The ancient Greeks originated the name, concept, and political structure of democracy. Their literature both witnessed and effected the very first-ever political and cultural transformation from tyranny to democracy, from rigid hierarchy to equality and the rule of law. How did telling and re-telling their myths help the Greeks develop the values necessary to make this transition? What can the ancient Greeks’ cultural transformation and their eloquent testimony about it teach the modern world? Readings will include the archaic poetry of Homer and Hesiod (eighth- to seventh-century BCE) and selected Athenian tragedies and comedies (fifth-century BCE). Students will attend one lecture and one group conference each week.


Intermediate/Advanced Greek: Topics in Greek Literature


Themes and texts for this course will depend on enrollment and student interest. Students will attend lectures in literature: How Stories Define Us: Greek Myths and the Invention of Democracy. In addition, students will meet individually (or in small groups) once or twice a week to discuss readings in Greek.


Intermediate/Advanced Latin: Livy and Ovid: Foundations and Transformations


What happened to Roman intellectual and political life under Rome’s first emperor? What can the literature, history, and politics in the age of Augustus teach the citizens of a modern Republic? This course will examine the extraordinary flowering of literary culture following the collapse of the Roman Republic. We will assess the emergence of a distinctively Roman humanitas that still exerts an influence on the modern world. Students will develop and refine their Latin reading comprehension skills by reading extended selections of Livy in the fall and Ovid in the spring. Selected works of Vergil, Horace, Tibullus, Propertius, Ovid, and Livy will be read in English. 


Additional Information

Selected Publications

Enraged: Why Violent Times Need Ancient Greek Myths

forthcoming from the Yale University Press

Solon the Singer: Politics and Poetics

Lanham, Maryland: Rowman and Littlefield Publishers, Inc., 1993.

In the series Greek Studies: Interdisciplinary Approaches, edited by Gregory Nagy.

“The Tragic Io: Defining Identity in a Democratic Age”

New England Classical Journal

42.4 (2015), 246-260

“A Man Out of Time: Sophocles’ Aias: 646-692”

Transference Literary Journal

Fall 2015: 94-97

“A Matter of Perspective: Penelope and the Nightingale in Odyssey 19. 512-534.”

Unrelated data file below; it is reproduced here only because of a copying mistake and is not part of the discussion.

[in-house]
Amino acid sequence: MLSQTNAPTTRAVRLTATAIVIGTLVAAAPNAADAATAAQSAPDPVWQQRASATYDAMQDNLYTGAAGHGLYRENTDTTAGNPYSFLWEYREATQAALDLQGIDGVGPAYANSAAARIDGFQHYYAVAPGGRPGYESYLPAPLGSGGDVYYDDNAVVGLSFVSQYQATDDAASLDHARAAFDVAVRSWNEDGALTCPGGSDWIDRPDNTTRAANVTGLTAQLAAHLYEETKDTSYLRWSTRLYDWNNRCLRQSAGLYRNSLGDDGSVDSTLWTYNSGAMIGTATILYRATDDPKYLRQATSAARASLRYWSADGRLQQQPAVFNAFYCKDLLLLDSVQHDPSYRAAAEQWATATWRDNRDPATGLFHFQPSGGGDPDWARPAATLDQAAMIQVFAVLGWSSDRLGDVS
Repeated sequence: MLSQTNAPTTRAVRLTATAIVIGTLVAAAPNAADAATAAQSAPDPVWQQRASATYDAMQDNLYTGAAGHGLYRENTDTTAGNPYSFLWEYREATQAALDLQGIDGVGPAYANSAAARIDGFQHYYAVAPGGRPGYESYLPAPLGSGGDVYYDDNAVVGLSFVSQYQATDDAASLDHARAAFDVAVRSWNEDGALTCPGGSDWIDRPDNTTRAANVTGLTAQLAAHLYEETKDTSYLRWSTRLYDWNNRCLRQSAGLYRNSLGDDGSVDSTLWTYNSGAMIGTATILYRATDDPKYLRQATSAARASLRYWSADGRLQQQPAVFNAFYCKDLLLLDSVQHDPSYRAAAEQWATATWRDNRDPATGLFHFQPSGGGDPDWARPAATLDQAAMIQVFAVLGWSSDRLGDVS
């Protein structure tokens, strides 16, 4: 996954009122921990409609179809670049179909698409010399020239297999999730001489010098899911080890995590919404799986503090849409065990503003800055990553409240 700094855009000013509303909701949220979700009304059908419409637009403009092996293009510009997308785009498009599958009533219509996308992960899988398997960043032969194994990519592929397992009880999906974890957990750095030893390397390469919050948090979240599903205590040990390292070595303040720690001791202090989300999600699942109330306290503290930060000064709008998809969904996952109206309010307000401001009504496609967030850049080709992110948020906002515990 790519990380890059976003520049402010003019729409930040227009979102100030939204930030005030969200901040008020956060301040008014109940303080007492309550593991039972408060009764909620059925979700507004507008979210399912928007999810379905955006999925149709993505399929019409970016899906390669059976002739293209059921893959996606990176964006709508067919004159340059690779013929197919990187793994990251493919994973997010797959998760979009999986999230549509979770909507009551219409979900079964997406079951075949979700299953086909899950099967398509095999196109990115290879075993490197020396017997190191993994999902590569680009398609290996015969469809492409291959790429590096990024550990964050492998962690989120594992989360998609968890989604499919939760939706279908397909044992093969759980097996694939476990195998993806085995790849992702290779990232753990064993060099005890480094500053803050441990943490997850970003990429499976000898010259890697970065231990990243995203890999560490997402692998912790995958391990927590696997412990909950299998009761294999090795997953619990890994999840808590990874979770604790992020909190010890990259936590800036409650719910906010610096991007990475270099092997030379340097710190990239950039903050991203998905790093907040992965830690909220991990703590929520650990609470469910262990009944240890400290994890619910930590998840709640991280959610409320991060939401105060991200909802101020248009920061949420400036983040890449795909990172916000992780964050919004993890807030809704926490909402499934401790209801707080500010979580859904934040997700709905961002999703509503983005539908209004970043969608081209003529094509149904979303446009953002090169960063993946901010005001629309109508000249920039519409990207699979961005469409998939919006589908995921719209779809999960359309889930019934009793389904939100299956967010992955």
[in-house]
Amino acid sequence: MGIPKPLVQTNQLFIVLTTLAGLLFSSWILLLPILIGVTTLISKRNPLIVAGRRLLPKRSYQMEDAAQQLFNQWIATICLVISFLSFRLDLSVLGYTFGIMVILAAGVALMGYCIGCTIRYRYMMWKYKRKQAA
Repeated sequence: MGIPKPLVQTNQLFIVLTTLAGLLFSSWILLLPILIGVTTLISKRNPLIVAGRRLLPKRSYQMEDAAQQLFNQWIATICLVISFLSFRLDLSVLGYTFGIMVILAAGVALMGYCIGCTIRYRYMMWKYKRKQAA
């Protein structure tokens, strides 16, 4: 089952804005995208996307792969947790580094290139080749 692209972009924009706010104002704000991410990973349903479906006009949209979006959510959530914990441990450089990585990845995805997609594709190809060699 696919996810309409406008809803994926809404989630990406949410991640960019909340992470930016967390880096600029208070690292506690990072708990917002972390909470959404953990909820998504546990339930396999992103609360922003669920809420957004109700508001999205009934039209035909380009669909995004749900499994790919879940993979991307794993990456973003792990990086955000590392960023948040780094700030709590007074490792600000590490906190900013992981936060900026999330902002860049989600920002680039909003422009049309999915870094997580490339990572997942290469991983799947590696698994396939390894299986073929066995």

The Classical Journal

vol. 97, no. 2. (Dec.-Jan., 2001-2002), 145-159.

What do you love about teaching at Sarah Lawrence?
Education here is a collaborative process. Students have to find out what they are excited about. When my students are devising their conference projects, I tell them the topic they choose should be the thing that gets them out of bed in the morning.

And they are very creative. I had one student who did a conference project looking at gender and sexuality in fifth-century Greek vase painting and comparing that to modern clothing advertisements. Another student examined the wartime rhetoric recorded by Thucydides, the fifth-century historian, and compared these speeches to the wartime speeches of Presidents Lincoln, Roosevelt, and George W. Bush. I love it when students can take lessons from the ancient world and translate them for modern times.

How do you connect with students and make sure they are engaged in the material you teach?
My goals are to help students discover how they love to use their minds and to give them the tools to think with. I think college students are at a stage in their lives when they are drawn to the big questions; they really want to understand what it means to be a human being.

I try to draw that curiosity out by being inventive in my classes. We do some role-playing, which my students love. We usually have a "conversation in the underworld," where students take on the roles of various fictional characters or historical/mythical figures, and discuss the implications of what they’ve read—for then and for now. I’ve had classes do a pre-war Congress where we tried to avert the Peloponnesian War. We also put Cicero on trial for his execution of the Catilinarian conspirators. I think students like that I try to get them to engage with the material and engage with each other and they are usually very receptive to that.